The little changes really do add up. “If you think I’m bad, you should see my parents” is the best most people ever manage, but only because settling for not as bad is part of the script.

Most people opt to keep going one way or the other. So, since you’re in it, you have to decide how you’re going to deal with it. Living in trauma stinks. It makes you feel bad. It makes the people around you feel bad. It leads you to make choices that drive you deeper into the situation. There’s nothing good about it.

We are weird chemical machines who perceive our reality mediated through a slab of meat in our skulls and a weird alien biome in our guts that science is just starting to figure out. Everything you do and everything you think carves new pathways and strengthens old ones. That “two wolves inside” story is bullshit cooked up by a dead fascist to sell the faulty good vs evil narrative to his fringe cult followers, but there is something to the idea that you are who you act. The more you’re pessimistic, the easier it becomes, and the harder it is to maintain a balanced perspective. You don’t have to be happy, but you can stop punching yourself.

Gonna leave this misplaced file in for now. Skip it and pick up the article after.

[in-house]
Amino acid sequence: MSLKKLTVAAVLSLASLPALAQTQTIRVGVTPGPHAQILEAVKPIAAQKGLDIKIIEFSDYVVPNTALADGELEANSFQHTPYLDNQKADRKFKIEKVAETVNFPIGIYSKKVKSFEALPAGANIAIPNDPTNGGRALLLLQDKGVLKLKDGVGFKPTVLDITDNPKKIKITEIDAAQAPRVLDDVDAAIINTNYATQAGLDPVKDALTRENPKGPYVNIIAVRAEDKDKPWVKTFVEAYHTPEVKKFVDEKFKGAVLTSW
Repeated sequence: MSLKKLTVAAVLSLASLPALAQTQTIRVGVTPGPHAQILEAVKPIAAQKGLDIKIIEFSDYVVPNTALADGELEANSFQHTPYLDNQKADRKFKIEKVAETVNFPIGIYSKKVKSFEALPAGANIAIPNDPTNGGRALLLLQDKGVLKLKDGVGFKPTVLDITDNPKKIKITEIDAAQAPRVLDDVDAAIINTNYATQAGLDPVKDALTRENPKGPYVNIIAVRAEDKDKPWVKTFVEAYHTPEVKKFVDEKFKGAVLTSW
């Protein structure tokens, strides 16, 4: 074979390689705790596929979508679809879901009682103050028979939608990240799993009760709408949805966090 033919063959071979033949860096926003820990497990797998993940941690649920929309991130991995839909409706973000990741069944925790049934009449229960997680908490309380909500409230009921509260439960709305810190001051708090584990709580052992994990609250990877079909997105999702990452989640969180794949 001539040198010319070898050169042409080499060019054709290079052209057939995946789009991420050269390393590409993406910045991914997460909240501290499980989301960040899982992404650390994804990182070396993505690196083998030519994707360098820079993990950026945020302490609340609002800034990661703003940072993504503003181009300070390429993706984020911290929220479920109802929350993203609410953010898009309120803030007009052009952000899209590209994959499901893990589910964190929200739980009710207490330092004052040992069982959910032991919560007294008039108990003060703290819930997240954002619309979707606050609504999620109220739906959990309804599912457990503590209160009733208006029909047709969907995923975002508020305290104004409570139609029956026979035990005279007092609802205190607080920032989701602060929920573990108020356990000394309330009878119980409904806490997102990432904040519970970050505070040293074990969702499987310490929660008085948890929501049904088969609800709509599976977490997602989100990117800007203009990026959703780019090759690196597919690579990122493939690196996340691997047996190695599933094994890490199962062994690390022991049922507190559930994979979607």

As I work on this draft almost two months later, I don’t even remember what got me so mad I started this article instead. I used to lose days to anger over little things like whatever it was. Change is possible. Sometimes it’s slow. My own change started in earnest in the 2010s and it’s only paying dividends in the chaos of the 2020s.

Make a different choice every once in a while. It adds up

You can't monetize your entire hobby

There’s a quote in one of my favorite TV shows, Halt and Catch Fire: “Computers aren’t the thing. They’re the thing that gets us to the thing.” -  Joe MacMillan (played by Lee Pace), Halt and Catch Fire

Music was the thing that got me to the thing. I had a lot of hobbies and interests, but picked music to carry that weight because:

- I’m good at it.

- I’m fast.